Kate Walker, for example, saw her monthly Blue Cross premium soar from $98 to $577 for a policy recommended as a replacement to her canceled plan. Walker, 64, said the increase was so steep she was planning to drop coverage altogether until she became eligible for Medicare in August.

Walker of Pittsboro and other Blue Cross customers will have the option of sticking to the plans they have, with price increases, or switching to a 2014 plan, depending on which benefits and costs work best for them.

Walker is keeping her plan, which will likely increase to about $115 a month.

The 2014 plans are generally more expensive because they offer more benefits and because insurers will not be allowed to turn away applicants with pre-existing conditions.

However, 2014 plans also come with federal subsidies for those whose household incomes fall within a range set by the federal government. Blue Cross officials estimate 40 percent of its customers would qualify for a subsidy to offset their costs.

‘That’s OK. I’ll take it’

George Schwab of Charlotte is relieved to hear Blue Cross will allow him to keep his 2013 health plan, even with a premium increase.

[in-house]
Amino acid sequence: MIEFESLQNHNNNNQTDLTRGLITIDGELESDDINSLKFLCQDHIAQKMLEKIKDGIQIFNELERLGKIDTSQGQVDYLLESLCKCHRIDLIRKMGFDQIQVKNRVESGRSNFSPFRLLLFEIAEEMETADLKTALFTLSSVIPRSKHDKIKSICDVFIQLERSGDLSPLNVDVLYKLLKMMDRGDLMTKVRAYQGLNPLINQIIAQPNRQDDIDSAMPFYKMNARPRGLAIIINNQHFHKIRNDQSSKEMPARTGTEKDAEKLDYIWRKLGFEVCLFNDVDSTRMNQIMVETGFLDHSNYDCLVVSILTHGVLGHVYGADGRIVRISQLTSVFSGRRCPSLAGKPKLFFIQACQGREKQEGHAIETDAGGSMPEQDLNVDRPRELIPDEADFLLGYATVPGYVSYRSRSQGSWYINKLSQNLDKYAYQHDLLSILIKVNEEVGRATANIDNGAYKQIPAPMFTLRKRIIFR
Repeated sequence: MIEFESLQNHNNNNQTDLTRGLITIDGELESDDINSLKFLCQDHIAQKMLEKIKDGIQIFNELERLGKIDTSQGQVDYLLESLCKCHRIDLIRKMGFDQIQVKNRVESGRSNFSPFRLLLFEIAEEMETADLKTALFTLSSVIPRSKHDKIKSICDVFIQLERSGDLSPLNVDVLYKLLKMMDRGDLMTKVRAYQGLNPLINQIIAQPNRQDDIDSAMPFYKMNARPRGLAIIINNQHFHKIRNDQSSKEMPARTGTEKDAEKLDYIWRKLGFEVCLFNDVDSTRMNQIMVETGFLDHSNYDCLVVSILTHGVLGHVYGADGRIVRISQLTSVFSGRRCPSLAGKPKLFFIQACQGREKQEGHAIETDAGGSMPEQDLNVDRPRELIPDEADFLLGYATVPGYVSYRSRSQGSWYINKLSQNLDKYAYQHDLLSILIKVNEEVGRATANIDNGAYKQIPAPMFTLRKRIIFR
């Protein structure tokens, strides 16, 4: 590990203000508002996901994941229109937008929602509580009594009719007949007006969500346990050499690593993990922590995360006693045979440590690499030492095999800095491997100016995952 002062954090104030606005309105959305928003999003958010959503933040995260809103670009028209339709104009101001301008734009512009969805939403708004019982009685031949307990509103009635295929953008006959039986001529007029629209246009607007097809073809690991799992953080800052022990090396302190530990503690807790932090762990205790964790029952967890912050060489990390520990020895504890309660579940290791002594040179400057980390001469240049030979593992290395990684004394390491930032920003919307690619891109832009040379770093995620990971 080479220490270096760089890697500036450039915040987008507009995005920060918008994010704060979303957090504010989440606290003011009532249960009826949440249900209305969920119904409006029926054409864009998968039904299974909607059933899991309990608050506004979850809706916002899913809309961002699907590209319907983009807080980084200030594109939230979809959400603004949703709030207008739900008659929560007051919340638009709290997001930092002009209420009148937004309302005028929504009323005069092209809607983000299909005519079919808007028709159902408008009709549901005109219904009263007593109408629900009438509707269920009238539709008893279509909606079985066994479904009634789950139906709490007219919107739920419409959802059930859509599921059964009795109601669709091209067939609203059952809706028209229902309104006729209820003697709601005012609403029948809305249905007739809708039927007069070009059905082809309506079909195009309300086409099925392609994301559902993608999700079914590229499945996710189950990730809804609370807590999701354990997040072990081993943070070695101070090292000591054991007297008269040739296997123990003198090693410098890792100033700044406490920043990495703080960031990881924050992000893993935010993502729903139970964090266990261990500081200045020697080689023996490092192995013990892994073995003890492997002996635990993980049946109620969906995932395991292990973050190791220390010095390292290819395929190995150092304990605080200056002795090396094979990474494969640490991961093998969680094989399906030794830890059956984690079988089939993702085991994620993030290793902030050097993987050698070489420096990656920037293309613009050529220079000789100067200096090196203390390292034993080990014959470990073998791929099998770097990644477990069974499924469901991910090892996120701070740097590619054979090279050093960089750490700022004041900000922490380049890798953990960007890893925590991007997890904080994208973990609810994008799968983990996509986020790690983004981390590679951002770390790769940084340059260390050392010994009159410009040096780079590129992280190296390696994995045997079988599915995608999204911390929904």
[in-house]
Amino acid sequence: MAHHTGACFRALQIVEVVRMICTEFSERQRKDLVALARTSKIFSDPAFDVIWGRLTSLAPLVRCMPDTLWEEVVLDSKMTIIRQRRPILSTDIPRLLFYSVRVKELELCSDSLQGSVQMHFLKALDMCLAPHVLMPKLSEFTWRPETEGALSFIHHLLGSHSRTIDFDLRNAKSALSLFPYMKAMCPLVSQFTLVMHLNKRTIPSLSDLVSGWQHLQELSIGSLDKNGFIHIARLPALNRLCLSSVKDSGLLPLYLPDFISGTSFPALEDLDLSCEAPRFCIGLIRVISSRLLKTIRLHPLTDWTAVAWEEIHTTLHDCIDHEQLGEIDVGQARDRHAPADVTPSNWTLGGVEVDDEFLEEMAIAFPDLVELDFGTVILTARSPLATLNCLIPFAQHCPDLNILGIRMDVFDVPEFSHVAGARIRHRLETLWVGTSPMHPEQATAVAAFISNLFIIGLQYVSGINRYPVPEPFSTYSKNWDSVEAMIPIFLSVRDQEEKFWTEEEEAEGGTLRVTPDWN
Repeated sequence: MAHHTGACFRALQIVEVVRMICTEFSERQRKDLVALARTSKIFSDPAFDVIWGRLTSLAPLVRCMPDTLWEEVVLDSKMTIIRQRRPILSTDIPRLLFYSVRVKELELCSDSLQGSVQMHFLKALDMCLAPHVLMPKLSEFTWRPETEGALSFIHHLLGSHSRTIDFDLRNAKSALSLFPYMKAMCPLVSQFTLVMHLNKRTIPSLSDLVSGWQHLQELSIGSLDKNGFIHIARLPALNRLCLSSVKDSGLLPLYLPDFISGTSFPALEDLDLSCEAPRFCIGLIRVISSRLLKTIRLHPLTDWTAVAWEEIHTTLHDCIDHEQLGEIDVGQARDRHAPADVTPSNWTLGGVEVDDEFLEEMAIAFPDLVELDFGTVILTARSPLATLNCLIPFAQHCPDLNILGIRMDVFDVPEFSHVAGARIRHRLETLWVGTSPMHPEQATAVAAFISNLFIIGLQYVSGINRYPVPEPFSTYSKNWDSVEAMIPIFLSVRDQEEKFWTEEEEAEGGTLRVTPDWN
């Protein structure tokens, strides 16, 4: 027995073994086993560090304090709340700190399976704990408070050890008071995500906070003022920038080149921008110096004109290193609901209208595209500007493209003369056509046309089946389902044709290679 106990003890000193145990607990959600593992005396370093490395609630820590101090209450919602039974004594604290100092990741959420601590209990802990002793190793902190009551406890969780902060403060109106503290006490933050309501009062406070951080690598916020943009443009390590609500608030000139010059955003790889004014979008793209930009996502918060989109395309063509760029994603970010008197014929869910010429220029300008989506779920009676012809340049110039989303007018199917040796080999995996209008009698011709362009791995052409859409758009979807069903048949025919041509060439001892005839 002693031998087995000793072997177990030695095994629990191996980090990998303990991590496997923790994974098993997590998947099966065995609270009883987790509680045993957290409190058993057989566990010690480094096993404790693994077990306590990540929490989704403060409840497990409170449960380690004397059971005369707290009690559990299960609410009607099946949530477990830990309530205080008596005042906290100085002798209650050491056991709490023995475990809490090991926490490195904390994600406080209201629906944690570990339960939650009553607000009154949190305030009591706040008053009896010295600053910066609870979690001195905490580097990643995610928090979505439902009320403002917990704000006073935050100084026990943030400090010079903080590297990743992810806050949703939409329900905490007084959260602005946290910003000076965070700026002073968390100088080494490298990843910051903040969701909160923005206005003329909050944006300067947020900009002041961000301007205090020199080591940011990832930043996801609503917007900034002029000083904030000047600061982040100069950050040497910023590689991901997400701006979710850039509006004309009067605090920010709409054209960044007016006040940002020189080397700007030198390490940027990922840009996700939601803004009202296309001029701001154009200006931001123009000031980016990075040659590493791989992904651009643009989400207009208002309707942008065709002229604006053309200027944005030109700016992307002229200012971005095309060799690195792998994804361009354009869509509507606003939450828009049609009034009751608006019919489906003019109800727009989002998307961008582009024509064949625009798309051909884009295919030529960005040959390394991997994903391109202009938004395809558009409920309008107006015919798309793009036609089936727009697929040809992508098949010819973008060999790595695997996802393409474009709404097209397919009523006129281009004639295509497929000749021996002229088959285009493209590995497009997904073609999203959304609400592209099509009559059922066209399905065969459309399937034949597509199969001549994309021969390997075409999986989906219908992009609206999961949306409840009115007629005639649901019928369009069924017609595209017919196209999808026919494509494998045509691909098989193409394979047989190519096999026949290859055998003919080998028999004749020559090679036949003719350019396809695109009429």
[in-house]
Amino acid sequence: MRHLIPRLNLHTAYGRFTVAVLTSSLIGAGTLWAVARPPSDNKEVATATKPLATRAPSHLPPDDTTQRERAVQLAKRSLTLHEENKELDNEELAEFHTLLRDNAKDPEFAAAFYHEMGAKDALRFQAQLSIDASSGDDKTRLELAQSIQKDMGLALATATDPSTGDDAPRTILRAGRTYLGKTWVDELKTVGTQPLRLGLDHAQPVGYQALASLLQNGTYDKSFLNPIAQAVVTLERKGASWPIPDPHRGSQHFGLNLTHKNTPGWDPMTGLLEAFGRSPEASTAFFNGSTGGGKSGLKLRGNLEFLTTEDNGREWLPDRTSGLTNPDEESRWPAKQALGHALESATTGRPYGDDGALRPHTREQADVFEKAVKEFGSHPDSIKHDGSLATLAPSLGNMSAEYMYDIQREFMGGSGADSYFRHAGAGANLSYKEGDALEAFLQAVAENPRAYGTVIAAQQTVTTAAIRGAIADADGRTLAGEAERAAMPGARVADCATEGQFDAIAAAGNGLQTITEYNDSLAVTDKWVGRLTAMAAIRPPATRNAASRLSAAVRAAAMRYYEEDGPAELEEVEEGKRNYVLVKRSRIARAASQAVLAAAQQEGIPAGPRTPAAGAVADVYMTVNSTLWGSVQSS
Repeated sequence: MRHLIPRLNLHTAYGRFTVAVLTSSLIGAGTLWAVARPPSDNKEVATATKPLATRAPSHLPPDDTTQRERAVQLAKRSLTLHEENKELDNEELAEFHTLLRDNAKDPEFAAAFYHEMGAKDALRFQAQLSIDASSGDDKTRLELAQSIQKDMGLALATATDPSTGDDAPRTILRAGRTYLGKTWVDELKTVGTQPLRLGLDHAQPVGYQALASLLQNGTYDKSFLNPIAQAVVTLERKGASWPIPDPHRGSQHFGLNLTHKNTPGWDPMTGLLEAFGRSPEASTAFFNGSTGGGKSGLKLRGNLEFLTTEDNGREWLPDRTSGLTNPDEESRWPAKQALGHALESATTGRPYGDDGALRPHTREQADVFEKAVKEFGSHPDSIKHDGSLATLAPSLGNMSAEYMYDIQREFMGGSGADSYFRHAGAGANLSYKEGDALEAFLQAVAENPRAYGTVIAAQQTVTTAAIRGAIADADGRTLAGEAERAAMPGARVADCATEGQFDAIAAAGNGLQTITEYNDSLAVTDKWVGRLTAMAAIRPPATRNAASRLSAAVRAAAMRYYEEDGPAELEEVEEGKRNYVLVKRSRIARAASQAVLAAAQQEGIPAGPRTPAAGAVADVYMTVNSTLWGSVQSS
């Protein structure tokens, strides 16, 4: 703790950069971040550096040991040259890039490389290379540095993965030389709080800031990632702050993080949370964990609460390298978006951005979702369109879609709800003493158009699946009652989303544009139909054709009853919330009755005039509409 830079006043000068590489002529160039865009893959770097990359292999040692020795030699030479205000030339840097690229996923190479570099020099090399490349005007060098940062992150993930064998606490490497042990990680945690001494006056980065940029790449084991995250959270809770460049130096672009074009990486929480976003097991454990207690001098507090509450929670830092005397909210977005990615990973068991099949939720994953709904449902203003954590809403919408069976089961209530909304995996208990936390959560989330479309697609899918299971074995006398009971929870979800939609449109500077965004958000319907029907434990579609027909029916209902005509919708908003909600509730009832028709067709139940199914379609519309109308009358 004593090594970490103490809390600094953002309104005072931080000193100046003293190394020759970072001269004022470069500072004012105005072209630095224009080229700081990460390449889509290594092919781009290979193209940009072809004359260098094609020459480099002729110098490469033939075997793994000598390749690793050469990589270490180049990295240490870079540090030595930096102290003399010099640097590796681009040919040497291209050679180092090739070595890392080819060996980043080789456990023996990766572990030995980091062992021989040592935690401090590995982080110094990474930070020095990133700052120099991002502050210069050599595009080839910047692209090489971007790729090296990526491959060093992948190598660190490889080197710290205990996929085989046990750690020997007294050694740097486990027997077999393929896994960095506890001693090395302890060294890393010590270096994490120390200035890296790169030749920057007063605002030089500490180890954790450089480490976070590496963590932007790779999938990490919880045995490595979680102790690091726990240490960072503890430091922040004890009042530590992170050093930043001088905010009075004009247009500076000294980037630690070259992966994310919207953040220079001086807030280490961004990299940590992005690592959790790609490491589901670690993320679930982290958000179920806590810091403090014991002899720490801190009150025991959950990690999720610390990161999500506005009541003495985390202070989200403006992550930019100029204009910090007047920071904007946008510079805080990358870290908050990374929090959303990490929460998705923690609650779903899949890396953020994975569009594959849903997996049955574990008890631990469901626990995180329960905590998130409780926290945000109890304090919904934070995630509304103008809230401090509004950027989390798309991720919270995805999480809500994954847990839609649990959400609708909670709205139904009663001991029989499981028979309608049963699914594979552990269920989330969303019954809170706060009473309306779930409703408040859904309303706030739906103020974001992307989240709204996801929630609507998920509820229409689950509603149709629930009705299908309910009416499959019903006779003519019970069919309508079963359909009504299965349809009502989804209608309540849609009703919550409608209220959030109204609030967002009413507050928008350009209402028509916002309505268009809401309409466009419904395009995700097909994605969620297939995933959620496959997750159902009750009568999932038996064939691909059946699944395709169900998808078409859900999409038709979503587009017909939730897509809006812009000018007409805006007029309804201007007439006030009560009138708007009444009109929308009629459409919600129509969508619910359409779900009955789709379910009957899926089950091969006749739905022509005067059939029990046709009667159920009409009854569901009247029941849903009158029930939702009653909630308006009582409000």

“I usually find it goes up 10 to 15 percent (a year),” said Schwab, 62 and retired. “That’s OK. I’ll take it. It gets me one year closer to Medicare.”

Schwab had been outraged by the fivefold increase he was facing before Obama reversed course last week and allowed insurance companies to continue offering individual plans that don’t meet Affordable Care Act provisions.

In September, Schwab and his wife got a notice that Blue Cross was canceling their $228-a-month policy and suggested a comparable plan for $1,208 a month.

Douglas, the Blue Cross spokeswoman, noted that some customers will see increases for their 2013 plans exceeding the 16 to 24 percent average. These customers will move up in age categories, say, from age 59 to 60, bumping them up into higher priced plans.

Schwab’s complaints about losing his policy appeared in an Oct. 5 Observer article about people facing premium increases after receiving cancellation notices. Since then he’s been interviewed by reporters with NBC, CNN, CNBC and Fox News.

Schwab went on the Healthcare.gov website and found a similar policy for $958 a month from Coventry Health Care of the Carolinas. By doing so, he became one of a minority of North Carolinians who have been able to get through on the federal government’s website.

Schwab is happy about the reprieve but wishes it would last longer.

“I want it back not just for a year, not just until after the election,” he said. “They should be reinstated until the people that have them decide they don’t want them anymore. (President Obama) promised everybody unequivocally they could stick with their policy. I don’t know whether he knew (that wasn't true) or not. But he did say it, so he should stick to it.”

Staff writer Karen Garloch contributed.

Murawski: 919-829-893